Vitiligo

Instead of dark brown patches, vitiligo causes white patches to develop on the skin. As you might imagine, white patches of skin are very susceptible to sunburns, so you must protect your skin when outside. While this condition can’t be cured there are ways to improve the appearance of the skin through topical creams and medications, as well as light therapy. Your treatment options can be discussed further with your dermatologist.
 
Albinism

This rare disorder results in a lack of melanin in the hair, skin, and eyes. This is why albinos are often very pale with light blue eyes and white hair. There is no way to reverse or cure this disorder; however, it is incredibly important for someone with albinism to protect their skin and eyes from sun exposure by wearing sunscreen, a hat, and sunglasses whenever they are outside.
 
Damage to Skin

In some cases, infections or burns can also cause a loss of melanin in certain areas of the face and body. While laser resurfacing, chemical peels, and other treatment options may improve the appearance, in these more minor cases, skin patches can be covered up with special cosmetics.
 
If you are dealing with skin pigmentation issues it’s always best to see a qualified dermatologist get the answers and specialized care you need to get this disorder under control.
By Advanced Dermatology and Mohs Surgery
September 16, 2021
Category: Skin Conditions
Hair Follicle InfectionsWhen red inflamed bumps appear it’s easy to assume it’s just acne, but it could be a sign of an infected hair follicle. This common skin problem, which is referred to as folliculitis, is caused by either bacteria or fungus and can develop just about anywhere on the body or face. While minor cases may be treated at home, it’s also important to recognize when you should turn to a dermatologist for care.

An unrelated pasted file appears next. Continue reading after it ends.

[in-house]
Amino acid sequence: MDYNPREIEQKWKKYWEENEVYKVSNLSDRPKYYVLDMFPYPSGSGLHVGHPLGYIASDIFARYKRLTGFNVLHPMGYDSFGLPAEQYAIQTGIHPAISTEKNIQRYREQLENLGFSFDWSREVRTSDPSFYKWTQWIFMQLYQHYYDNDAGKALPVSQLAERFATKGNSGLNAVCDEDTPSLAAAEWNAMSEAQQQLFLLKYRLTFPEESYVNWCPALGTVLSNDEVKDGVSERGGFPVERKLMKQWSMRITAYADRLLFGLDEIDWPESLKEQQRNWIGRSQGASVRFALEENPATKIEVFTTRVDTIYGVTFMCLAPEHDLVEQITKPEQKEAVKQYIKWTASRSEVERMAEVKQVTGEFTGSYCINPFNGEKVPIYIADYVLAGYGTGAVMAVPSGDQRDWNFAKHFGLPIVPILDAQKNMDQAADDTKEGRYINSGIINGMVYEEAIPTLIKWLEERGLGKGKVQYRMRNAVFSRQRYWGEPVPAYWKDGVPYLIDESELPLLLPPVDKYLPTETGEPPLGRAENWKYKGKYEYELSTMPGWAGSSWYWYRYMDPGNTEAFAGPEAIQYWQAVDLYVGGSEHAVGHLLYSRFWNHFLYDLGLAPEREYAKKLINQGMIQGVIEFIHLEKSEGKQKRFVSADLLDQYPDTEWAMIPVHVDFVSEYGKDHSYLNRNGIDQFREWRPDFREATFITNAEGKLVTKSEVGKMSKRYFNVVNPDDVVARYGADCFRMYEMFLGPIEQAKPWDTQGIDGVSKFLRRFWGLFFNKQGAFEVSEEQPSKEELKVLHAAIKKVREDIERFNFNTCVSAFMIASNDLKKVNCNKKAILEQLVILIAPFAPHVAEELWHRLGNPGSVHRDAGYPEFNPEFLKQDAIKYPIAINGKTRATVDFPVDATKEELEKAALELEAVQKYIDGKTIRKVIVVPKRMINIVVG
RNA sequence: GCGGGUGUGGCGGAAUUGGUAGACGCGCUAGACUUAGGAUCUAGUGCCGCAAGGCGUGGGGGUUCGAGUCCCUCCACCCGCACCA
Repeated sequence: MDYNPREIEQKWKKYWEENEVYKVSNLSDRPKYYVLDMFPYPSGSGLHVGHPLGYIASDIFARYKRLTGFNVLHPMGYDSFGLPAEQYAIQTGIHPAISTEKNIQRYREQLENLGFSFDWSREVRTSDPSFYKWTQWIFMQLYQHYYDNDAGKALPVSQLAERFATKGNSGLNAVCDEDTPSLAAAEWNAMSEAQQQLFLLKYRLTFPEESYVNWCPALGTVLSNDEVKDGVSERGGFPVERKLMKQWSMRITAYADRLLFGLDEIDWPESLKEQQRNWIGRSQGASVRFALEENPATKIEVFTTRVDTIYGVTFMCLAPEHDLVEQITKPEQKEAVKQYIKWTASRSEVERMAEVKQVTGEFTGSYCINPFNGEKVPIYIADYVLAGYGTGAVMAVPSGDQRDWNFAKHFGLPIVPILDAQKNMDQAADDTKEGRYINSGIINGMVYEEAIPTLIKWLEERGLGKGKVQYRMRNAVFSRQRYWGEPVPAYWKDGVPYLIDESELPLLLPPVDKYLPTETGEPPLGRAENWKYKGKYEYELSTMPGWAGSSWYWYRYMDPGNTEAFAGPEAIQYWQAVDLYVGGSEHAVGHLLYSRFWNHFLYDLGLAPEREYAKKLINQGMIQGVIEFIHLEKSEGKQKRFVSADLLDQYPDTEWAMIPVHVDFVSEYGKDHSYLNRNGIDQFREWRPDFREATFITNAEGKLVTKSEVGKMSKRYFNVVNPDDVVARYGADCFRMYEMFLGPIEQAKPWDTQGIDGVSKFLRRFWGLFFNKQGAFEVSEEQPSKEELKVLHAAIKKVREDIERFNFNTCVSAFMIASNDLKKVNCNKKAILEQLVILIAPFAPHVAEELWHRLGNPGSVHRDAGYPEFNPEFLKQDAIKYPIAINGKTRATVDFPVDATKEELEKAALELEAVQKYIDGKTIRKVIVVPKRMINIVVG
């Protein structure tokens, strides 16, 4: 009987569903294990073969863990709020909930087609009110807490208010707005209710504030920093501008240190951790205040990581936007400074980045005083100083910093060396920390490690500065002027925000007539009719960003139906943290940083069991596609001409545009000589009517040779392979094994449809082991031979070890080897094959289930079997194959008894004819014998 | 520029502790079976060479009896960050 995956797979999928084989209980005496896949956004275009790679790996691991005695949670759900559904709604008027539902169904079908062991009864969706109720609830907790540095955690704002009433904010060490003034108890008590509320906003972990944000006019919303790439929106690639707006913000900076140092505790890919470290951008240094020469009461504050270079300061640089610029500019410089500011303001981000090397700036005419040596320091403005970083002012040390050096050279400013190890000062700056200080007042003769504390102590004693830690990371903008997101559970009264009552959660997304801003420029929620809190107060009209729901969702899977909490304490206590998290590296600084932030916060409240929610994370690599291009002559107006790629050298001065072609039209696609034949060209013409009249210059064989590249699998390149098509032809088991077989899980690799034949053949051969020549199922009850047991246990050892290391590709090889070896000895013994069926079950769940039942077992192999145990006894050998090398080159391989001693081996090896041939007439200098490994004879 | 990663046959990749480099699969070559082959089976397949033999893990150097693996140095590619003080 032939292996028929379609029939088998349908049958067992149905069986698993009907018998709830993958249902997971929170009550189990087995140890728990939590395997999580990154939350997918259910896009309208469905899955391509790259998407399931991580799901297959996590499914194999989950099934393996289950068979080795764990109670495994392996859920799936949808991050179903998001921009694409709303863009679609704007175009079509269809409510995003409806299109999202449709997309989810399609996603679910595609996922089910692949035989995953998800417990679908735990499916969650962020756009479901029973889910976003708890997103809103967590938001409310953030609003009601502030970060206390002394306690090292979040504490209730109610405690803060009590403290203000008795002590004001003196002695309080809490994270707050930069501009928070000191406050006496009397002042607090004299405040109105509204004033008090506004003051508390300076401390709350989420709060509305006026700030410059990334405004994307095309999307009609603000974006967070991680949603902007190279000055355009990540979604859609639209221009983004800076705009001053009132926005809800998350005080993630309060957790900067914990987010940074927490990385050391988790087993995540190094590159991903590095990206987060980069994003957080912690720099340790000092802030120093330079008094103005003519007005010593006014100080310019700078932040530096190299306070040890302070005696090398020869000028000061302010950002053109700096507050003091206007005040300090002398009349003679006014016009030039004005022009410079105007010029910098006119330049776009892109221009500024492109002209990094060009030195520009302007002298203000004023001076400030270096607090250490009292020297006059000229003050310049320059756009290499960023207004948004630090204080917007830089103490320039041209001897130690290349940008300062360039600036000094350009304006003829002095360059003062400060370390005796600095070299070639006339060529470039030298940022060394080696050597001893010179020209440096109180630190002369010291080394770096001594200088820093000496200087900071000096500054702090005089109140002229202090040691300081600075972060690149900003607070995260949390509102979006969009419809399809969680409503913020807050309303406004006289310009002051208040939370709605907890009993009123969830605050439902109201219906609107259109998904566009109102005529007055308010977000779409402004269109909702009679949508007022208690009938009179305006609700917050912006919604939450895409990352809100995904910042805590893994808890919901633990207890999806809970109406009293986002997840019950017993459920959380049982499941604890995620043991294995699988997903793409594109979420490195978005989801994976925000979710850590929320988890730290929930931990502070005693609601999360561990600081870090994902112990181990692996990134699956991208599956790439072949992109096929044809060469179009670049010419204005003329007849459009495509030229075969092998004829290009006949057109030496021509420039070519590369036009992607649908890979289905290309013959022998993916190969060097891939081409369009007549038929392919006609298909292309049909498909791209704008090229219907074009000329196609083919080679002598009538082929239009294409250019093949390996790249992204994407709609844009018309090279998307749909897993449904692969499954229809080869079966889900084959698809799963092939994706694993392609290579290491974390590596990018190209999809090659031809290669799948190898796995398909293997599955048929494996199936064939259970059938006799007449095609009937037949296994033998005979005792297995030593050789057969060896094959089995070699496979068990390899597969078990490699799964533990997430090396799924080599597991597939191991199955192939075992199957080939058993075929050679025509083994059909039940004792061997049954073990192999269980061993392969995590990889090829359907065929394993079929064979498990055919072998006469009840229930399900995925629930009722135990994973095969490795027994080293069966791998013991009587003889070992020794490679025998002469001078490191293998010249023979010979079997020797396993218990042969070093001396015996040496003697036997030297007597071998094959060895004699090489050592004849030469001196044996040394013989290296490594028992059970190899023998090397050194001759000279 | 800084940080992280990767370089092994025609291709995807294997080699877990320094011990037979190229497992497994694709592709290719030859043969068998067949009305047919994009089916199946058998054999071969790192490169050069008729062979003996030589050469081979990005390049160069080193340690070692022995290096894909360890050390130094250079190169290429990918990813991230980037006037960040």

What are the signs and symptoms of folliculitis?

You could have folliculitis if you notice,
  • Small red bumps that develop around hair follicles (most common on the legs)
  • Bumps that contain pus
  • Bumps that blister or burst open
  • Tender, itchy, or burning skin around these bumps
It can be easy to mistake folliculitis for other skin disorders and conditions, so it’s also a good idea to see a dermatologist if your symptoms don’t go away in a few days or if your symptoms are widespread or spreading.

What are the types of folliculitis?

There are different forms of folliculitis. The most common type is known as razor bumps, which you may notice around the groin or face, especially in those with naturally curly hair. “Hot tub” folliculitis is a bacterial infection that is often found in hot tubs (as well as heated pools) and can lead to a red, itchy, and bumpy rash.

Bacterial folliculitis is a common form and is characterized by whitehead-like or pus-filled bumps. This is a sign of a Staph infection and should be treated by a dermatologist as soon as possible.

How is folliculitis treated?